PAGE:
Thursday, October 22, 2009

Day 4- Waste

Salams,
Welcome to day 4 of No Impact Week, Thur Oct 22nd! The third day is all about the waste we generate throughout our daily lives.
Please use the information below in addition to the No Impact Project's Manual (alongside the DC Green Muslims No Impact Manual).
Remember each day builds upon the previous one, so keep up what you have been doing today and previous days and add to it with what you do tomorrow as well.

General Tips

No WasteTry it out. Generate no waste and find a reusable or recyclable way of disposing all of your waste. This includes anything that can be thrown into a trash‐can.

Islamic Inspiration:

“Mischief has appeared on land and sea because of (the meed)that the hands of men have earned, that (Allah) may give them ataste of some of their deeds: in order that they may turn back(from Evil)” (30:41)

“But waste not in excess: for Allah loveth not the wasters”(6:141), (7:31)

Notes:

In the U.S., 4.39 pounds of trash per day and up to 56 tons of trash per year are created by the average person.Every year we fill enough garbage trucks to form a line that would stretch from the earth, halfway to the moon. Almost 1/3 of the waste generated the U.S. is packaging. Americans throw away 2.5 million plastic bottles every hour.Every year, Americans make enough plastic film to shrink‐wrap the state of Texas. Americans throw away enough aluminum cans to rebuild our commercial air fleet every three months, and enough iron and steel to supply all our nation's automakers every day.
Each year, Americans trash enough office paper to build a 12‐ foot wall from Los Angeles to New York City. Americans toss out enough paper & plastic cups, forks and spoons every year to circle the equator 300 times.As of 1992, 14 billion pounds of trash were dumped into ocean annually around the world. Only two manmade structures on Earth are large enough to be seen from outer space: the Great Wall of China and the Fresh Kills landfill.For more facts go to Clean Air Council:http://www.cleanair.org/Waste/wasteFacts.html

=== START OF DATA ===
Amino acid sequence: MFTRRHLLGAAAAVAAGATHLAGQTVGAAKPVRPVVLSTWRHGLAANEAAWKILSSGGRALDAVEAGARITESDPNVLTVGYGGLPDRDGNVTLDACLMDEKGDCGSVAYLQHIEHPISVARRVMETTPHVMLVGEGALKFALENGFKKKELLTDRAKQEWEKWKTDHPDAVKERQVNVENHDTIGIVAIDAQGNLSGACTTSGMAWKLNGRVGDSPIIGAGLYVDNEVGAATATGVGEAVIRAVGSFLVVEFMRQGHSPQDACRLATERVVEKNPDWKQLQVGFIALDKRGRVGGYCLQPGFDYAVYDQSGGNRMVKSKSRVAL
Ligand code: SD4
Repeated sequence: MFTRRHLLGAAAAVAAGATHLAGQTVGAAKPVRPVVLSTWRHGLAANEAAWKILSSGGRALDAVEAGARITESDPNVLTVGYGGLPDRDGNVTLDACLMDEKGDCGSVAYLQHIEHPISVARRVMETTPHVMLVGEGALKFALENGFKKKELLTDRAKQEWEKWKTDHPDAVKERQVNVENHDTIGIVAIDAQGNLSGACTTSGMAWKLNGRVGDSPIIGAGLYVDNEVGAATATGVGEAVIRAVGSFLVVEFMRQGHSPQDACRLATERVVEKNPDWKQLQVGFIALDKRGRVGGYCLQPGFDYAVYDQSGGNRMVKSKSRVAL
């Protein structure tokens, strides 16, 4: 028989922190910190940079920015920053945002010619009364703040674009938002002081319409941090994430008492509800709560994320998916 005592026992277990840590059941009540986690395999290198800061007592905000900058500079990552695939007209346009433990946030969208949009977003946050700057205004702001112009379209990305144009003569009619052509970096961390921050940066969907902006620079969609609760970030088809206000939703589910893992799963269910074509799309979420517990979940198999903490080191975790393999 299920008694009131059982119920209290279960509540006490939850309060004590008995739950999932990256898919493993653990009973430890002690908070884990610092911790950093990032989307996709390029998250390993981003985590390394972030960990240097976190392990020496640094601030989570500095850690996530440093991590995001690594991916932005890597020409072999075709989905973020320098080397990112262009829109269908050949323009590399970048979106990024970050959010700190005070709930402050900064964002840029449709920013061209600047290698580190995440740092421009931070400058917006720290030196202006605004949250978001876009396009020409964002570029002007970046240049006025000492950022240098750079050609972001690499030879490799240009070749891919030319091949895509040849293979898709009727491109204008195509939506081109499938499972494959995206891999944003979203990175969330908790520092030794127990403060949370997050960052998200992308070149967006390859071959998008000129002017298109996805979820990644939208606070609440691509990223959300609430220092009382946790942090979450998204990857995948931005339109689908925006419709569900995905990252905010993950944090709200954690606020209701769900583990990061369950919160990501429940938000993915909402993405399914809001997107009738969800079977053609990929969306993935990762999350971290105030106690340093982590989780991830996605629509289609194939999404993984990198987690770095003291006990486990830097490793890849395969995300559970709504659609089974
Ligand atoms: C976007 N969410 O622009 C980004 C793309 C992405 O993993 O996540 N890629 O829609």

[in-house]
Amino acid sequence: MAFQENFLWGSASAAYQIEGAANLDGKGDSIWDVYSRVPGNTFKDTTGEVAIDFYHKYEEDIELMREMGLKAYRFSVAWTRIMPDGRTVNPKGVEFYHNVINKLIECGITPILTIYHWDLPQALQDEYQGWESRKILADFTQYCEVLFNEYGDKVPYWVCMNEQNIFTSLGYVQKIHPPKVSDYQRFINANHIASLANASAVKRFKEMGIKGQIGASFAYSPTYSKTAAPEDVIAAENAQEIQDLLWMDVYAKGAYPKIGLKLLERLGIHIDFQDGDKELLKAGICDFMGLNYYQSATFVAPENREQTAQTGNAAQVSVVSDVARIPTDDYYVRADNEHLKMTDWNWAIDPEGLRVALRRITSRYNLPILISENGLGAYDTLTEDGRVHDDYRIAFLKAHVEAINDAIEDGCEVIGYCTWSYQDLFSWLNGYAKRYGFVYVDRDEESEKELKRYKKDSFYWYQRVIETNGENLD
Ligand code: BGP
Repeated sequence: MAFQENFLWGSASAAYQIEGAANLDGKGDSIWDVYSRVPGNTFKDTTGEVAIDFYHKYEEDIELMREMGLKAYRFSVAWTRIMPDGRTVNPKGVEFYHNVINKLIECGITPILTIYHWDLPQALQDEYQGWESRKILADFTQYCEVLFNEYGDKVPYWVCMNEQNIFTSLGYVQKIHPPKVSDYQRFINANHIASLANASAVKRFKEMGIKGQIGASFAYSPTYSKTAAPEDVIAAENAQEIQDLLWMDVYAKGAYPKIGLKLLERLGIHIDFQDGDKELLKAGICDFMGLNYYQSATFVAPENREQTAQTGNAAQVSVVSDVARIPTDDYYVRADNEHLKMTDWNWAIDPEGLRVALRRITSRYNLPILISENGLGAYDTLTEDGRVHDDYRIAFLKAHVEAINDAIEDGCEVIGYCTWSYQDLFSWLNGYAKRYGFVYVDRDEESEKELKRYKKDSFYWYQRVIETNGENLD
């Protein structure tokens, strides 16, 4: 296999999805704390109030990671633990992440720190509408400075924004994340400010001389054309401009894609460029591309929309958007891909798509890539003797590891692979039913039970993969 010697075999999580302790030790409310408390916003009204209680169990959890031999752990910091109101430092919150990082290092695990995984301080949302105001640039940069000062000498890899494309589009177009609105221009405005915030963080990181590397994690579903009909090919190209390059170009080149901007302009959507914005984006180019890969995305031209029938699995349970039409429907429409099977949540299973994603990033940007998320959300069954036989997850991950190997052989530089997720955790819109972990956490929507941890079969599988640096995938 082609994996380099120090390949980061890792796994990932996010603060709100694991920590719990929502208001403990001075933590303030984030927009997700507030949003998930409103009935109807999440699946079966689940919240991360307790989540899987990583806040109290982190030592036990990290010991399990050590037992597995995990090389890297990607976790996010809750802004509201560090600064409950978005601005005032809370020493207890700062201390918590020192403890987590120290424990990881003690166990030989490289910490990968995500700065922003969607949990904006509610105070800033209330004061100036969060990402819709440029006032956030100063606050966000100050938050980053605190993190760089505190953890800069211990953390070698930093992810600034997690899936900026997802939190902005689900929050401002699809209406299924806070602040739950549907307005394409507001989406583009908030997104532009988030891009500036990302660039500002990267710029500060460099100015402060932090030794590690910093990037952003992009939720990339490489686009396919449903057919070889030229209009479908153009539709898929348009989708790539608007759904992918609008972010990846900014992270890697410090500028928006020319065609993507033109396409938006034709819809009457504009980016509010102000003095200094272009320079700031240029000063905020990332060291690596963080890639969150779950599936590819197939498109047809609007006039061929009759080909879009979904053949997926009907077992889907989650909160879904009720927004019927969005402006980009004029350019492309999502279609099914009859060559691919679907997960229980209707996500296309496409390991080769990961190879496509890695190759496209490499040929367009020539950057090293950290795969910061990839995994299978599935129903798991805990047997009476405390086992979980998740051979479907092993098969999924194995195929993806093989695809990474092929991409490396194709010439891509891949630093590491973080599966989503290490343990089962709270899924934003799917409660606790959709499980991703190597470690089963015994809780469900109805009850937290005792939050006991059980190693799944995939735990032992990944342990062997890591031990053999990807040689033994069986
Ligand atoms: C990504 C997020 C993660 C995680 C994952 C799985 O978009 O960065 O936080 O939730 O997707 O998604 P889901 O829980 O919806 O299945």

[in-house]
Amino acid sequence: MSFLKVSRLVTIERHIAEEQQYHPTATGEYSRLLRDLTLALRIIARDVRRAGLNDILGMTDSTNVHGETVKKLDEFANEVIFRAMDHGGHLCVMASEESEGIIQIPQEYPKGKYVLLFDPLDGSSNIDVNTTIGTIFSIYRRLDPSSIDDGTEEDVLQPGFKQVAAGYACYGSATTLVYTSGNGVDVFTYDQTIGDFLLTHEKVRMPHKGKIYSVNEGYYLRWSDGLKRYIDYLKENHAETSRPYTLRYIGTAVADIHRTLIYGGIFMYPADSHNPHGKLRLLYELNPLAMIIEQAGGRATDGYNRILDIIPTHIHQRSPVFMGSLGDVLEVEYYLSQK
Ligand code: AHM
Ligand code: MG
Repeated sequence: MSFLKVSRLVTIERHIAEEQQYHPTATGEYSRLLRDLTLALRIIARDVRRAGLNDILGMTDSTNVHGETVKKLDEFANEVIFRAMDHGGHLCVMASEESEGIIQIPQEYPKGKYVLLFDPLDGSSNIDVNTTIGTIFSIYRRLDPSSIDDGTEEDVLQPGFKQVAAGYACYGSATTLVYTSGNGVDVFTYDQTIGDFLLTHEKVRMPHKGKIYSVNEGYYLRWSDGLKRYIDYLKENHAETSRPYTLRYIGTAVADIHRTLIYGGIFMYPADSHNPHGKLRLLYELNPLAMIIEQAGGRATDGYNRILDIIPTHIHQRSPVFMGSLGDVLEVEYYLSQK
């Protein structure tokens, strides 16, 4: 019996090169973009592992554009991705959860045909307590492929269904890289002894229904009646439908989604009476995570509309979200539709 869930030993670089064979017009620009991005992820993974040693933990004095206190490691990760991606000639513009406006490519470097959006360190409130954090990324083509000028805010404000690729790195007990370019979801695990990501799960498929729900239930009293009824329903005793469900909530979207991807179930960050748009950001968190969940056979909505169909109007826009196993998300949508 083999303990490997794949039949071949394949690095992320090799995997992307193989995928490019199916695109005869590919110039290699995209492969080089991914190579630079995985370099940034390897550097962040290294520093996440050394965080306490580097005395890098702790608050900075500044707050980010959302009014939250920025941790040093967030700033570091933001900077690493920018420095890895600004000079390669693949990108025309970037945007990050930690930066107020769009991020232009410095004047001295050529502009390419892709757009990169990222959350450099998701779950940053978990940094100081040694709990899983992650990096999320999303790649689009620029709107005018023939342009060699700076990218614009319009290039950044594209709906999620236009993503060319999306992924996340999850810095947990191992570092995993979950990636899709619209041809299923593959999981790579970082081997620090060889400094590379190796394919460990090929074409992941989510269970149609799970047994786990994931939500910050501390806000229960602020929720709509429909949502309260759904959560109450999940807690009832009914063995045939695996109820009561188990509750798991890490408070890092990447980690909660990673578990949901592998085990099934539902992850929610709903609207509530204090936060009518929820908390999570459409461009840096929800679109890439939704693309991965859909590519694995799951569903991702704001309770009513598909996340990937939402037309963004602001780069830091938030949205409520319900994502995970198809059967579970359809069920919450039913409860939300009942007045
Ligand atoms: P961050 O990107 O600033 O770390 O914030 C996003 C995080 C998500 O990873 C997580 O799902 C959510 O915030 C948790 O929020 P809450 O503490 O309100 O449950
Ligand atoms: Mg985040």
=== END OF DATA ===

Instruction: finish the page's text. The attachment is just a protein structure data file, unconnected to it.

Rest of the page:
Dont forget to relate your experiences and thoughts and comment on the appropriate days blog post at our blog, dcgreenmuslims.blogspot.com, for a chance to win organic soaps from Mosaic Soaps (http://mosaic.azam.org/)

5 comments:

m said...

I switched to paperless billing with my credit card company. They were also offering a chance to win $25,000 if I made the change, so that was an added perk. Also, 15 prizes of $1,000. But anyway. It got me thinking about how much e-stuff saves paper!

Sarah said...

I use so many napkins! I am contemplating buying a handkerchief like the olden' days.

Munjed said...

i'm declining some lucrative time magazine subscriptions offers (56 issues for just $20, plus i'd get a free gift)... so much paper wasted in magazine publishing..

other than that, i'm trying to be more conscious of what i do and the effects that come from them, especially regarding waste..

Ibrahim said...

What do we waste? I think the existential questions can be pretty important (our time? our intentions or best shots? our goodwill or opportunities? our initiative? our spirits?), but I know we're focusing this week on physical, tangible conservation.

Tried to cut out new bags at the grocery store today but I had forgotten to bring my own from home (yes Nouf, you were right : )) - picked up a reusable one.

But paper use is really - at least in my job - what I think I feel worst about. And it might not work out, but there's one routine piece of paper use I go through at work that I'm going to try to cut out - might be able to shave off a few paper pages a day in what I use and, I hope, being more mindful will help me see other ways.

Another Sarah said...

I convinced my internship supervisor to start a recycling bin at work (I'm a card-carrying recycling nazi). Also, ever since reading an article about how much excess wood pulp, excess energy, and excess processing goes into making the supersoft toilet paper we all love so much (like charmin), I've tried to cut back on how much I buy, so now I alternate between the regular, soft toilet paper I'm used to and the more environmentally-conscious ones. The latter is not great, and i admit it's tough letting go of the charmin, which is why i'm making this a slow and gradual change. taking baby steps is the way that works best for me and actually gets me to change. Switching to earth-friendly paper towels is a lot easier. Ditch the bounty bald guy...